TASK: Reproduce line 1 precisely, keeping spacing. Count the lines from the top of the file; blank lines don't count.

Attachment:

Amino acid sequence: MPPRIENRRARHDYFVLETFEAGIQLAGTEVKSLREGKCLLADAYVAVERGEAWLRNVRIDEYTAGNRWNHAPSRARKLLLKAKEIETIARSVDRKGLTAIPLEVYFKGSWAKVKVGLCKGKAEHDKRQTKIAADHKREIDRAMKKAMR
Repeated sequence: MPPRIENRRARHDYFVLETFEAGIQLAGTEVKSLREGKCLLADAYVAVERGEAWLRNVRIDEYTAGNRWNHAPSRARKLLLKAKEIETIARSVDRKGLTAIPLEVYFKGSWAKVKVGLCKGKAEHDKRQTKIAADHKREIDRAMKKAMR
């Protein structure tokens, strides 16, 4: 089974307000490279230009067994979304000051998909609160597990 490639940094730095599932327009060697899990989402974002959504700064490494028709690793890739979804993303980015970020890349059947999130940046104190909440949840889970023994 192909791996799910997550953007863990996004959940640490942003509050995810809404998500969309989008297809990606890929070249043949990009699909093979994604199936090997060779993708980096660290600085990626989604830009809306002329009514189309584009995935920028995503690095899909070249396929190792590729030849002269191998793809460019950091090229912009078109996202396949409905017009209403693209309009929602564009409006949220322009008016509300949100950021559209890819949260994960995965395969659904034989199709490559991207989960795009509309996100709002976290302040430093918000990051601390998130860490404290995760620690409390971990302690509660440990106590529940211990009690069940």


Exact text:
Amino acid sequence: MPPRIENRRARHDYFVLETFEAGIQLAGTEVKSLREGKCLLADAYVAVERGEAWLRNVRIDEYTAGNRWNHAPSRARKLLLKAKEIETIARSVDRKGLTAIPLEVYFKGSWAKVKVGLCKGKAEHDKRQTKIAADHKREIDRAMKKAMR